Ahh, the luxury of flying. Getting to sit incredibly close to strangers, being cut off from your email, and having a delicious choice of broken cookies or bland pretzels to snack on. Bliss. Well now you can add sexual predators to that charming list of flight hazards.
Sexual harassment, in its new prominence, is drawing a lot of attention, and airplanes are a hotbed for sexual harassment. Almost 70% of flight attendants say that they have been subjected to sexual harassment while in the air. Many say that they are poked, “somewhere between the knees and the belly button,” by passengers on, “nearly every flight.” Many are asked, suggestively, about the infamous “mile-high” club.
What’s more, flight attendants and flight crews are in the position of authority when it comes to stopping sexual harassment on flights. Offenses can range from unwanted touching of fellow passengers, to more serious acts.
An airplane, as a workplace, poses a unique situation. Many of your “customers” are taking drugs to intentionally make themselves fall asleep. Many are drinking alcohol. Everyone is seated very close together. In most cases law enforcement cannot immediately arrive on the scene. And even then jurisdiction can be hard to place, because the location of your flight is rapidly changing. Whew.
The matter of jurisdiction was recently clarified by Brian Nadeau, Assistant Special Agent in Charge of the FBI’s Baltimore office. In a news conference at Baltimore’s Thurgood Marshall Airport, he said, “Any crime aboard an aircraft falls within the FBI’s jurisdiction.” He clarified that, on an airplane, sexual assault can range from “grazing a body part to even more graphic acts.” He warned that sexual assault is a felony and those convicted could face, “up to 10 years [in prison], or if aggravated, up to life.”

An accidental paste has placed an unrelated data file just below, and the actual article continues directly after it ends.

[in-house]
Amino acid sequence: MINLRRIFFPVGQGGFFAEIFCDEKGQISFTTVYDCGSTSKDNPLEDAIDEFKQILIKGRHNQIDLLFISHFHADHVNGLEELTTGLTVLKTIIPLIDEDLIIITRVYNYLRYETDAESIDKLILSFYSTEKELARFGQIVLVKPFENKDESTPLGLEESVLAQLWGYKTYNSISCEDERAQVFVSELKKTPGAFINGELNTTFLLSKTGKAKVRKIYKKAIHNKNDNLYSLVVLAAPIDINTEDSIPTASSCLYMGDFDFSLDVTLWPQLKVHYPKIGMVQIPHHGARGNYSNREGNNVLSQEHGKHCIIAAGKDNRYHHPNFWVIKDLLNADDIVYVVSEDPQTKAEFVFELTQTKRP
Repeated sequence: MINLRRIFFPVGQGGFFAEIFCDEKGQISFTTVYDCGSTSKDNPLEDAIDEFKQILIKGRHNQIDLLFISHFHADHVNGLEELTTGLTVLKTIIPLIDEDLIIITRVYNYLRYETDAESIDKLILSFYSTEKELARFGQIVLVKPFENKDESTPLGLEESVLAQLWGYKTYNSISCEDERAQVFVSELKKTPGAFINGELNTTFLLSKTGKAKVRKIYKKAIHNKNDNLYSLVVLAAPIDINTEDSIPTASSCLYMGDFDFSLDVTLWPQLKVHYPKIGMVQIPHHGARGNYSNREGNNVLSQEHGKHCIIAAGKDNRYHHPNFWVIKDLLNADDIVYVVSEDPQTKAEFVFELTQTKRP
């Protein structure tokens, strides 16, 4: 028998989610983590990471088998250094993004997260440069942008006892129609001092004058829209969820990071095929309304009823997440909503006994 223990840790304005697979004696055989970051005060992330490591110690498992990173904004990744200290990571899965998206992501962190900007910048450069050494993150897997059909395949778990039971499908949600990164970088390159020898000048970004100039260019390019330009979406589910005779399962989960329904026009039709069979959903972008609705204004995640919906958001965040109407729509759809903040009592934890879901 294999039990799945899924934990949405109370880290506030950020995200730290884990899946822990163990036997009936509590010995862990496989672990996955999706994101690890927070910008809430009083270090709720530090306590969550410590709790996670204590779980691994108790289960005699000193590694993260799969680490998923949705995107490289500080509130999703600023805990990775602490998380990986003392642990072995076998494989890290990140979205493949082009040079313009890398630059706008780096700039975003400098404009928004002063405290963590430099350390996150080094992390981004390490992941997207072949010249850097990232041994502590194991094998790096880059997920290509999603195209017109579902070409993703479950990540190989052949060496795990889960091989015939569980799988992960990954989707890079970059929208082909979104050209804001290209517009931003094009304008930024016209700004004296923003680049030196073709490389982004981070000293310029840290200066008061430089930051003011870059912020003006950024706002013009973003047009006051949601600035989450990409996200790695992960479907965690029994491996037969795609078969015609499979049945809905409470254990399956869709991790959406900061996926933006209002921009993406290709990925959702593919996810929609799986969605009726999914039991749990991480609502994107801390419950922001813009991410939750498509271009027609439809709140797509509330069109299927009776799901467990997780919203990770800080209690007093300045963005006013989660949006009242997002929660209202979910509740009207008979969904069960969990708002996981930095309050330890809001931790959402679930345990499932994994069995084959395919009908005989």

Some airlines have also reported that they are changing their training to better address in-fight sexual assault. United’s CEO announced a zero-tolerance policy when it comes to sexual harassment and sexual assault. Delta has said that its crews follow a series of steps to investigate an issue and, if necessary, arranging for local law enforcement to be present upon arrival. And American focuses on training to curb passenger misconduct and gives crew members the authority to, “move passengers, and if necessary, . . . have law enforcement meet the flight upon arrival.”
There is also new legislation that has been introduced that could change how sexual harassment is handled in this industry. The bill is called the “Stop Sexual Assault and Harassment in Transportation Act,” and its aim is to have airlines and other transportation companies create new or better sexual harassment policies and procedures. Some of these procedures would include a better system for reporting sexual assault and sexual harassment, the ability for companies to ban passengers convicted of assault while using their service, and an increase in the civil penalty for interfering with a flight crew from $25,000 to $35,000.
Another measure to be taken could be changing the announcement on flights. These announcements, which already warn about tampering with smoke detectors and other illicit behavior, could include a message that discourages sexual harassment and assault as an added layer of protection for flight attendants and passengers.